BOSTON (AP) — A memorial flag garden on the Boston Common that honors every service member from Massachusetts who has died in war is back in its full glory this year.
Fully vaccinated health care workers, military and other volunteers gathered on the Common on Wednesday to plant 37,000 small U.S. flags, each one representing a fallen service member dating to the Revolutionary War.
Last year the flag garden was set up on a limited basis, with about 1,000 flags placed 6 feet (2 meters) apart because of the COVID-19 pandemic.
The flag garden, now it its 12th year, is organized by the Massachusetts Military Heroes Fund and Home Base, a partnership of the Red Sox Foundation and Massachusetts General Hospital that supports veterans.
CASINOS TO EASE PANDEMIC RESTRICTIONS
The state’s casinos and slots parlor will be able to welcome gamblers under nearly pre-pandemic conditions beginning this weekend.
The Massachusetts Gaming Commission voted unanimously on Wednesday to end its COVID-19 restrictions.
That means beginning on Saturday, every slot machine and gaming table will be allowed to reopen.
Visitors who have been fully vaccinated won’t have to wear a mask.
The commissions said that the gambling venues will still need to follow guidelines and restrictions issued by the state and the U.S. Centers for Disease Control and Prevention.
The move comes as Gov. Charlie Baker has ordered all remaining COVID-19 restrictions to be lifted in Massachusetts on Saturday.
The state’s face covering order will also be rescinded on May 29 for most settings, according to Baker.
A 150-year-old Massachusetts agricultural fair canceled last year because of the coronavirus pandemic is returning this summer, organizers said.
The 154th Marshfield Fair is scheduled for Aug. 20 to Aug. 29, the fair’s board of directors announced on Facebook on Tuesday.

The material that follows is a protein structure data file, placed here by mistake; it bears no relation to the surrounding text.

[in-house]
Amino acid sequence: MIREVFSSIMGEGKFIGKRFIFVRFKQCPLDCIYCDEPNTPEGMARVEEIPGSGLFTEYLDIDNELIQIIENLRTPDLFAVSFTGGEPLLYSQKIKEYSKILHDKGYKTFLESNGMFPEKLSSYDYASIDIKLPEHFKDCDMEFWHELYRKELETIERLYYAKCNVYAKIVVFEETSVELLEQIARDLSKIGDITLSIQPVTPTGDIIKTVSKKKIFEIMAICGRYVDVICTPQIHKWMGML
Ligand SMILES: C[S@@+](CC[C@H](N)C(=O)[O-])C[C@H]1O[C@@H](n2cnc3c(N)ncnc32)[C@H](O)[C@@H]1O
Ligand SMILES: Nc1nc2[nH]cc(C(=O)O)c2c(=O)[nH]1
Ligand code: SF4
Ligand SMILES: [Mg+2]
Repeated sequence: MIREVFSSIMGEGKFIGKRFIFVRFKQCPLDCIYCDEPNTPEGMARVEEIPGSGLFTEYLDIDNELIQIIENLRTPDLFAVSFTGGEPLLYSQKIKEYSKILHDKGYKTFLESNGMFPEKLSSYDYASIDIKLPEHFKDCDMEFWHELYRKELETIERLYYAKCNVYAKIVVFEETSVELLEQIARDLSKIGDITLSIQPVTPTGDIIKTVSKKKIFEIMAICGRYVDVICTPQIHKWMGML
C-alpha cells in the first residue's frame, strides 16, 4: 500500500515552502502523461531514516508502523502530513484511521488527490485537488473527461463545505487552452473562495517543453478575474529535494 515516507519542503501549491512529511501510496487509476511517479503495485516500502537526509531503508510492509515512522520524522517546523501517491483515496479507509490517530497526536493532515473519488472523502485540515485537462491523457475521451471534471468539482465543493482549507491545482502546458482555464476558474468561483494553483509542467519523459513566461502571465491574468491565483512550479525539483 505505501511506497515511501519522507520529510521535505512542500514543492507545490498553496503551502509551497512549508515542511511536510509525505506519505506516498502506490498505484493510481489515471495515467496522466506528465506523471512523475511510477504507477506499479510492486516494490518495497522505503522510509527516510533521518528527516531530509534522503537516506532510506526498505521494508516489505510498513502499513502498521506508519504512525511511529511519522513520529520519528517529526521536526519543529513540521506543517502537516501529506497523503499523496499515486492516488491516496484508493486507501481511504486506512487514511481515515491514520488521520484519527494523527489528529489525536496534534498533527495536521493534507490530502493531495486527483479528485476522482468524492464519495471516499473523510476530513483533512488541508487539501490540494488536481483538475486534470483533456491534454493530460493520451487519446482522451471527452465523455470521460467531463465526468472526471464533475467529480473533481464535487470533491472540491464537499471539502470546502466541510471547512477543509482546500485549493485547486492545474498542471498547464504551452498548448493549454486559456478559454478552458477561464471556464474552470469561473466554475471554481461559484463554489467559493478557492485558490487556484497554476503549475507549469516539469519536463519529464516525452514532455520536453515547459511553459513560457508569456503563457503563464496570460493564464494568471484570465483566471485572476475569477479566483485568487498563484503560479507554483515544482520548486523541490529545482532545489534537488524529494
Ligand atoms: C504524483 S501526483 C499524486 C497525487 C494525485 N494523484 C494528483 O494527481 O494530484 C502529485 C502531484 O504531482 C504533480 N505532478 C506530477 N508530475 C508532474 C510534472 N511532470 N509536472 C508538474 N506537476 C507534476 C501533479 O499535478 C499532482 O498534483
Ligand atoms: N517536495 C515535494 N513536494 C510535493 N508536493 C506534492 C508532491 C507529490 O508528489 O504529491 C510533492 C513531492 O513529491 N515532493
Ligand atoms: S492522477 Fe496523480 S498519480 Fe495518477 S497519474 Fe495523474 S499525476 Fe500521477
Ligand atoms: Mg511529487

Vendors and exhibitors have already been contacted.
“We already reached out to see who would still be interested in returning even with restrictions, and a good portion of them said they would,” Leonard LaForest, president of the Marshfield Agricultural and Horticultural Society, told The Patriot Ledger.
The fair, which is held almost entirely outdoors, will likely not still be subject to many COVID-19 guidelines by August, he said.
The agricultural fair draws farmers who show off their brightest flowers, largest vegetables and best-bred livestock. It also includes entertainment, arts and crafts exhibits, carnival rides and games, and food stalls.
The fair typically draws about 160,000 people over its 10-day run.
VIRUS BY THE NUMBERS
The number of new daily cases of COVID-19 increased by nearly 400 Wednesday while the number of newly confirmed coronavirus deaths in Massachusetts rose by seven.
The new numbers pushed the state’s confirmed COVID-19 death toll to 17,482 since the start of the pandemic, while its confirmed caseload rose to more than 660,000.
The true number of cases is likely higher because studies suggest some people can be infected and not feel sick.
There were about 260 people reported hospitalized Wednesday because of confirmed cases of COVID-19, with about 80 in intensive care units.
The average age of those hospitalized was 59. There were an estimated 8,400 people with current active cases of COVID-19 in the state.
More than 7.6 million doses of the COVID-19 vaccine have been administered in Massachusetts as of Wednesday.
That includes more than 4.1 million first doses and more than 3.2 million second doses of the Moderna and Pfizer vaccines.
There have been more than 244,000 doses of the one-shot Johnson & Johnson vaccine administered.
Nearly 3.5 million people have been fully immunized.
The Boston Symphony Orchestra is bringing back its “rolling recitals” this week, a series of free, pop-up shows around the city as it emerges from the coronavirus pandemic.
The performances begin Wednesday and will continue on Thursday in conjunction with Old Town Trolley Tour and Boston Duck Tours.
The orchestra performed a similar series of pop-up shows in the fall.